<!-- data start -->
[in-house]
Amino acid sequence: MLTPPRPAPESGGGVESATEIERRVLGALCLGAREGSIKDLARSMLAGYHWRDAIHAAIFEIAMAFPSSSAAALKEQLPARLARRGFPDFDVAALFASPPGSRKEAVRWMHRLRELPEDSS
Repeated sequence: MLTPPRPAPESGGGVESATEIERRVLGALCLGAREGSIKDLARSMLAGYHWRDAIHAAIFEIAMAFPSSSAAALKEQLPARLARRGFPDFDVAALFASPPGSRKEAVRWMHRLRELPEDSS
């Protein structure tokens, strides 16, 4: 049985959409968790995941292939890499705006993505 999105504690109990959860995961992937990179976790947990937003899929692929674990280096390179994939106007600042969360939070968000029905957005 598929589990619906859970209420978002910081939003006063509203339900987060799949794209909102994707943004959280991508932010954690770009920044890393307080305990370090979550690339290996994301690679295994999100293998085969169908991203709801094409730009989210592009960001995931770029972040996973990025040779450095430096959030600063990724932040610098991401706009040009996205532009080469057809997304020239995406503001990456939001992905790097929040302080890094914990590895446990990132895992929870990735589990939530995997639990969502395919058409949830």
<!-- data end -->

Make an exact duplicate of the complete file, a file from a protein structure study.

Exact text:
[in-house]
Amino acid sequence: MLTPPRPAPESGGGVESATEIERRVLGALCLGAREGSIKDLARSMLAGYHWRDAIHAAIFEIAMAFPSSSAAALKEQLPARLARRGFPDFDVAALFASPPGSRKEAVRWMHRLRELPEDSS
Repeated sequence: MLTPPRPAPESGGGVESATEIERRVLGALCLGAREGSIKDLARSMLAGYHWRDAIHAAIFEIAMAFPSSSAAALKEQLPARLARRGFPDFDVAALFASPPGSRKEAVRWMHRLRELPEDSS
């Protein structure tokens, strides 16, 4: 049985959409968790995941292939890499705006993505 999105504690109990959860995961992937990179976790947990937003899929692929674990280096390179994939106007600042969360939070968000029905957005 598929589990619906859970209420978002910081939003006063509203339900987060799949794209909102994707943004959280991508932010954690770009920044890393307080305990370090979550690339290996994301690679295994999100293998085969169908991203709801094409730009989210592009960001995931770029972040996973990025040779450095430096959030600063990724932040610098991401706009040009996205532009080469057809997304020239995406503001990456939001992905790097929040302080890094914990590895446990990132895992929870990735589990939530995997639990969502395919058409949830």